Three Tips to Help Foster Nature Play
1. Give your Child “Rough Ground”
Good nature play requires land that is not too protected and is wild – at least in children’s eyes. This might be his or her own backyard, a neighborhood pond, a quite corner in a community park, a vacant city lot, or a local beach.
The size of the site doesn’t matter; it’s the freedom it gives!
The site must have elemental nature to play with and discover: things like rocks, dirt, trees, bugs, flowers, sand, mud, shells, and water. Equally important, your child must be free to dig, collect, sort, climb, build, and hide there. This site is better known as “rough ground” – patches of land the child can love and adopt as their own.
2. Let the Child Play With Nature
The very best play comes from the child, not from the adult. We call this outdoor play at school “child-centered” and should always be the goal!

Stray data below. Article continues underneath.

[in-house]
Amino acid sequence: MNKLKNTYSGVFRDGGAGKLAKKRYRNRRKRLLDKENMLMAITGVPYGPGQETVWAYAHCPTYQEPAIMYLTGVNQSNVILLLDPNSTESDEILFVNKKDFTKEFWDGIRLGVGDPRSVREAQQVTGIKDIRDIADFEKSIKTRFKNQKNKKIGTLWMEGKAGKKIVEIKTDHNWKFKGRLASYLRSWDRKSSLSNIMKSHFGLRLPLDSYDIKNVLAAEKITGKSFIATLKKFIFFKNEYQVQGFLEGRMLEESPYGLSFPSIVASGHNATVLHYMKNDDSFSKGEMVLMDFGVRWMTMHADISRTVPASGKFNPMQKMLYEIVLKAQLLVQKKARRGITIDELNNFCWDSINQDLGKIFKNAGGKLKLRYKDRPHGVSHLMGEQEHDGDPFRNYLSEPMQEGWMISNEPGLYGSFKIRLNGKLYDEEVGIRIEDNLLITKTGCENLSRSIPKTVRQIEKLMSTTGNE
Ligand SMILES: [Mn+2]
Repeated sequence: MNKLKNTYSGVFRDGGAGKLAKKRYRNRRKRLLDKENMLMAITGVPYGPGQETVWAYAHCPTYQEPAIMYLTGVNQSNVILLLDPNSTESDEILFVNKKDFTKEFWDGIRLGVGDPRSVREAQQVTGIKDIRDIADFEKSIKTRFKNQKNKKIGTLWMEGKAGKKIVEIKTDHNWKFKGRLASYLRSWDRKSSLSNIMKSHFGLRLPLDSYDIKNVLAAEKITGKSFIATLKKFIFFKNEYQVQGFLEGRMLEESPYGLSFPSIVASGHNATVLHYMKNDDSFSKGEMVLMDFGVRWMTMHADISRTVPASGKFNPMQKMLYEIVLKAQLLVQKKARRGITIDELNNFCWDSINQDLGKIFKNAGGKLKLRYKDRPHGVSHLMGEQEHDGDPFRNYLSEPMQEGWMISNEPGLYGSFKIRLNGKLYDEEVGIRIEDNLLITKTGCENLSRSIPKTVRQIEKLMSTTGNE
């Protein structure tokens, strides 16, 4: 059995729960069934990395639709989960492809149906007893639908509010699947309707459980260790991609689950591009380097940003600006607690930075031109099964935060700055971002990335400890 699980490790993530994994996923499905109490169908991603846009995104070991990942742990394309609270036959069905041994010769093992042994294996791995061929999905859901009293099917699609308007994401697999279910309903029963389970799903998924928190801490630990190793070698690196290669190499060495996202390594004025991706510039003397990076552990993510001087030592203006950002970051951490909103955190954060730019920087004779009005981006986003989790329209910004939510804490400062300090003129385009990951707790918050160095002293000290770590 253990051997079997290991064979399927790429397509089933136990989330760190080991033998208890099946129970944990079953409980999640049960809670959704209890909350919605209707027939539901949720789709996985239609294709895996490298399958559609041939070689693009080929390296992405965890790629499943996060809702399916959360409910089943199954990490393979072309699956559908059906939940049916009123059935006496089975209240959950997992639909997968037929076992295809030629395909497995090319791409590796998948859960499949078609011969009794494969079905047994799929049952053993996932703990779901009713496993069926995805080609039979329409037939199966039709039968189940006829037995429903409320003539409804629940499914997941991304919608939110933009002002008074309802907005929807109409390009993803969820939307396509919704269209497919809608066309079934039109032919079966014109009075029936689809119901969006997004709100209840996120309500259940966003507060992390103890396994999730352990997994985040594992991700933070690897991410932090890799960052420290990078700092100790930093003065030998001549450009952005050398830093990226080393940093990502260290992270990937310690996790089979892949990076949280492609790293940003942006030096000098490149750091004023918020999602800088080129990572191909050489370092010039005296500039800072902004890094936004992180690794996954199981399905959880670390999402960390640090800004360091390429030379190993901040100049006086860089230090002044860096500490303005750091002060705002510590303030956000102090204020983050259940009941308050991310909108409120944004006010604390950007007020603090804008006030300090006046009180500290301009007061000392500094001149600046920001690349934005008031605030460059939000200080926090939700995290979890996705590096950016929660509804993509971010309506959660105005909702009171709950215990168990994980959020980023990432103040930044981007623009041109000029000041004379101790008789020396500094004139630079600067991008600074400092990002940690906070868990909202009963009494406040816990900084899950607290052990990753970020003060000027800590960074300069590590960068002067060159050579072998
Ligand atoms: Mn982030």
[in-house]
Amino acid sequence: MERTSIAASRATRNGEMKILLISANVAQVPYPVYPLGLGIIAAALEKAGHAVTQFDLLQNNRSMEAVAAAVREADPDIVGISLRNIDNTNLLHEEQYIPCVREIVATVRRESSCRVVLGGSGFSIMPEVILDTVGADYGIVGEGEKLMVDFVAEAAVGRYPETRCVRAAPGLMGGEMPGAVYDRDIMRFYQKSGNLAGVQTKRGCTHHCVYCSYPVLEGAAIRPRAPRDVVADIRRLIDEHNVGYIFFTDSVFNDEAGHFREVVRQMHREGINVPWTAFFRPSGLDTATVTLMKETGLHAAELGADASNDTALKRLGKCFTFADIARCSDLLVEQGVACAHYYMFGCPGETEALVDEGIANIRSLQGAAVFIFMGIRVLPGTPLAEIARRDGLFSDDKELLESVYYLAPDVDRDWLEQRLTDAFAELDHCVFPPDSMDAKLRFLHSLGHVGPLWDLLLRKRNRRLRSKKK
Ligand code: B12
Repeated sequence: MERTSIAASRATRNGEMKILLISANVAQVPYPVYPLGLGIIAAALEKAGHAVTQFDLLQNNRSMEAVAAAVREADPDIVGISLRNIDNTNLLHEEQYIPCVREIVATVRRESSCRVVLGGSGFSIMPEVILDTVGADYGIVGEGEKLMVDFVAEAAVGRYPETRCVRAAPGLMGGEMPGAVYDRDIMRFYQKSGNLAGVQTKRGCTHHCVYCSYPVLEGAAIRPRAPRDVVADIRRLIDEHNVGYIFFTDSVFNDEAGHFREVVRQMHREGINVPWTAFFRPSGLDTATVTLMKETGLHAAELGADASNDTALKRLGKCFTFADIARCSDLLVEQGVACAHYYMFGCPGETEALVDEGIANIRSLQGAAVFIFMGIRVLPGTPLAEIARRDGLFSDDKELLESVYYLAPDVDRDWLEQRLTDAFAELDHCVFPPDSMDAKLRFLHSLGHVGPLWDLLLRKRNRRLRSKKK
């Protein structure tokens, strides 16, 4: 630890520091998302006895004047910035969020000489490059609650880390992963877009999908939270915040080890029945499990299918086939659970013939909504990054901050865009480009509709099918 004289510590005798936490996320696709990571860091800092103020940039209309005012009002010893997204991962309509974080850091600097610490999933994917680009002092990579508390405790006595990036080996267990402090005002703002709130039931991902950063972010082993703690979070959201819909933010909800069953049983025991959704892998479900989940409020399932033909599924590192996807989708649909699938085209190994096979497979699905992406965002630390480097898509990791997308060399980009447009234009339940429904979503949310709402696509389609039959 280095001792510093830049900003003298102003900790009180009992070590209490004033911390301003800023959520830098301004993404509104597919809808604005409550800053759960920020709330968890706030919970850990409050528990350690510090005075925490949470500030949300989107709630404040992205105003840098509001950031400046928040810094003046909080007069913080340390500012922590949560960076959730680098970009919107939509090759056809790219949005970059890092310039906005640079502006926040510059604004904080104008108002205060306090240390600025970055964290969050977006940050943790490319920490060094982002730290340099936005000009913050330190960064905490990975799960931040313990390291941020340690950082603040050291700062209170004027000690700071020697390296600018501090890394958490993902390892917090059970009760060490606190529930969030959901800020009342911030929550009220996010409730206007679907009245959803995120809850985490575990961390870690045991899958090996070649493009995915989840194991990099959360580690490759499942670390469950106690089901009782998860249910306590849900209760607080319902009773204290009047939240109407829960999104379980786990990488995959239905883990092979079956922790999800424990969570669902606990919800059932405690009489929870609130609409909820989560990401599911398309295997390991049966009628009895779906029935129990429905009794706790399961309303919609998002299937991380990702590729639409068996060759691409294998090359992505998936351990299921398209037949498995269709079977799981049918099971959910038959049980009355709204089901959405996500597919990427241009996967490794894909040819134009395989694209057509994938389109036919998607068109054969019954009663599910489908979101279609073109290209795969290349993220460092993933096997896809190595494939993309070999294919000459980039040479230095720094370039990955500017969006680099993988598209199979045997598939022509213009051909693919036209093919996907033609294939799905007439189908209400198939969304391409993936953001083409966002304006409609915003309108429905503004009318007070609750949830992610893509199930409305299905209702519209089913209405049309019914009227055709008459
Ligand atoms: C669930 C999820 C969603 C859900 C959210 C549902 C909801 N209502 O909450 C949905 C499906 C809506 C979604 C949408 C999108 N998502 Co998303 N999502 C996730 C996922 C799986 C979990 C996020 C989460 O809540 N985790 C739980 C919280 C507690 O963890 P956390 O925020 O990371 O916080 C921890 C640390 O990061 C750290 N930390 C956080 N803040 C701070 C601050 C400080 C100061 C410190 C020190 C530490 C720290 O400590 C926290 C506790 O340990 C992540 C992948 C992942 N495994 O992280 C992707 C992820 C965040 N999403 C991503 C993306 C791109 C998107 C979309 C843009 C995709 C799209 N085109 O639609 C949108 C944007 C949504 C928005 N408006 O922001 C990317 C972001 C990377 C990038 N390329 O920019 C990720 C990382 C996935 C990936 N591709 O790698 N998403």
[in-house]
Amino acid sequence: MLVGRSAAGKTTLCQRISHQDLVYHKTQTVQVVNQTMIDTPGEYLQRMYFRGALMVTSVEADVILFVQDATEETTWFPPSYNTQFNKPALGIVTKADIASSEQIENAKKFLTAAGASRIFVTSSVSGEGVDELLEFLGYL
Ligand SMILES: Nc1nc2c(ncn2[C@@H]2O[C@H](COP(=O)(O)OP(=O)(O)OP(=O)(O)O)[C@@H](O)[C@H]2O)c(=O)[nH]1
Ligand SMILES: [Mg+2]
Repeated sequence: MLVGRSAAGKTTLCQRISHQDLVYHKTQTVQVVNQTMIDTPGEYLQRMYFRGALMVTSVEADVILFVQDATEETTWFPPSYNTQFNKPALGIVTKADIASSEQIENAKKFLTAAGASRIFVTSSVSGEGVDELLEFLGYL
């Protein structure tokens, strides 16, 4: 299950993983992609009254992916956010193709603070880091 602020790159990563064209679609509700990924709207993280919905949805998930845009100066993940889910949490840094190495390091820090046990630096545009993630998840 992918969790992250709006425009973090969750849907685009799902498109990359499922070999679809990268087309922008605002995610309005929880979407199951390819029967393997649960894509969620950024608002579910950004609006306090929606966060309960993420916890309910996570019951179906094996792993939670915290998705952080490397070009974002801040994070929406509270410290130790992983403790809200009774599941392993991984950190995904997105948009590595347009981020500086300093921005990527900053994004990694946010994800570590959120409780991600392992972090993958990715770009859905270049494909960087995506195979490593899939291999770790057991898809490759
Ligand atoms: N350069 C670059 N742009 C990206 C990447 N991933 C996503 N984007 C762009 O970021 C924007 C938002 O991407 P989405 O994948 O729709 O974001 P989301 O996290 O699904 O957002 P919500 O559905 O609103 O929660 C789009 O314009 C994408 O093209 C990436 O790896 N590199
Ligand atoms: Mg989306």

Typically, there are very few rules for nature play. The idea is the play actively engage children with nature and its elements. Putting a ping-pong table in the backyard is not the nature play we’re discussing.
Real nature play is about playing with nature, not just in nature!
Nature play is collecting leaves and rocks, hiding in tall grass, rolling down hills, catching tiny creatures and building a natural habitat, digging for buried treasure, splashing in the creek or rain puddle, hiding amidst the shrubs, and climbing a tree as high as you can.
3. Bring Nature Play Back Into the Families Daily Life
Outdoor play should always be part of the regular rhythm, of daily life for the child. Let’s explain this thought better! If you have to drive all over town to enjoy nature play, then it’s not likely to happen often enough to impact their growth, development, and love for nature. Instead, you can help a child best by bringing nature play back into the families daily rhythm of life – places a child can reach on foot, or bicycle, day after day, to play and re-play by simply opening the door.